Justice at Stake: Concerns Arise over Indonesia's Rights Abuse Compensation Program

Justice at Stake: Concerns Arise over Indonesia's Rights Abuse Compensation Program
Protesters gather each week outside the presidential palace to try to push Indonesia to reckon with past or ongoing human rights violations Photo source: Jessica Washington | Al Jazeera


Lone de Chene

South East Asia and Pacific Researcher,

Global Human Rights Defence.

The Indonesian government's new non-judicial settlement program for past human rights abuses has raised concerns about impunity and hindered justice. The program aims to compensate victims and families affected by 12 past human rights violations, including the killings during the 1965 mass killings and the Aceh conflict. 

President Joke Widodo came up with the program, in order to “heal wounds” of the past. The compensation includes scholarships, health insurance, vocational training, and other forms of assistance. The compensation is not intended to replace or negate any potential legal action for resolving the cases or securing justice for victims, according to Widodo. However, critics argue that the program provides an opportunity for impunity and fails to hold perpetrators accountable.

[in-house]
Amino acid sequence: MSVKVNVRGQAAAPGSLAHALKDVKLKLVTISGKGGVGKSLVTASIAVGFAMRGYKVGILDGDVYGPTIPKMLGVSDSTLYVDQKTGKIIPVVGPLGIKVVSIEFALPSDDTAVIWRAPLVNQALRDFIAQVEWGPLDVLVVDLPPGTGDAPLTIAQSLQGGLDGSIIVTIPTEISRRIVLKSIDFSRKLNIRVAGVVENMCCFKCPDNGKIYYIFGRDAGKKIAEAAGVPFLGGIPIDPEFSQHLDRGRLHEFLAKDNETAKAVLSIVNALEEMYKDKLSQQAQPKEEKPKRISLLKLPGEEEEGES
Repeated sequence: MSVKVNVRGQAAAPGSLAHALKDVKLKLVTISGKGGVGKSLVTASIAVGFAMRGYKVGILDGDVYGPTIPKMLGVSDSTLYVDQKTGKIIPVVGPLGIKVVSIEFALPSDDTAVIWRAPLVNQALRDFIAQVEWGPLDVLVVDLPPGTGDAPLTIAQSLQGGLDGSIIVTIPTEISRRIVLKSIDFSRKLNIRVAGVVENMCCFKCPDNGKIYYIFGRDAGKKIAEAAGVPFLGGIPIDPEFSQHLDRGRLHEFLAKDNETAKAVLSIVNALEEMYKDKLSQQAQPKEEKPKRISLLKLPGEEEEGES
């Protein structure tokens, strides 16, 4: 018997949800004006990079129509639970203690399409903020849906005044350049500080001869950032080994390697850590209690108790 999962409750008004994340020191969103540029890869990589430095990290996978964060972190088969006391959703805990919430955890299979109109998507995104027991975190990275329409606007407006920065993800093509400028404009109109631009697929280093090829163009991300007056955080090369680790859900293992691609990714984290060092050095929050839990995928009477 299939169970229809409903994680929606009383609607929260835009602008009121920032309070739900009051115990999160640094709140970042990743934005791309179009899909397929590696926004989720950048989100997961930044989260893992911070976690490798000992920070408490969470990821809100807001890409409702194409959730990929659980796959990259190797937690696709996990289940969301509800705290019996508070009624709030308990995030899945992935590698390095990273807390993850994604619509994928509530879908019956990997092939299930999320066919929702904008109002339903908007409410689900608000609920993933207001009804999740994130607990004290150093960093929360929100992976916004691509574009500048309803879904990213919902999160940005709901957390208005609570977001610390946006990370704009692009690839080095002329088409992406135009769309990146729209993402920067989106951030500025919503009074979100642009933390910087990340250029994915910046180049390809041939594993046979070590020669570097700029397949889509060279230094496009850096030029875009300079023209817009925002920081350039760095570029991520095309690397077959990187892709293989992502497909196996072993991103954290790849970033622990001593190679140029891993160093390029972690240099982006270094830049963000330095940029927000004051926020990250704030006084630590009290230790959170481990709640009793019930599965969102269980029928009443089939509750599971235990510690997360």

While some victims and families welcome the program, rights groups, including Amnesty International, emphasize the need for legal efforts to ensure accountability and the right to truth for the victims. Every Thursday, a small group of people holds demonstrations in Indonesia’s capital, aiming to push Indonesia to reckon with past and ongoing human rights violations. Victims and activists continue to demand justice and the realization of human rights reforms in Indonesia.

Sources and further readings:

Washington, J., & Hasibuan, S. (2023, June 29). Indonesian rights abuse compensation plan fans fears of impunity. Human Rights News | Al Jazeera. https://www.aljazeera.com/amp/news/2023/6/28/indonesian-rights-abuse-compensation-plan-fans-fears-of-impunity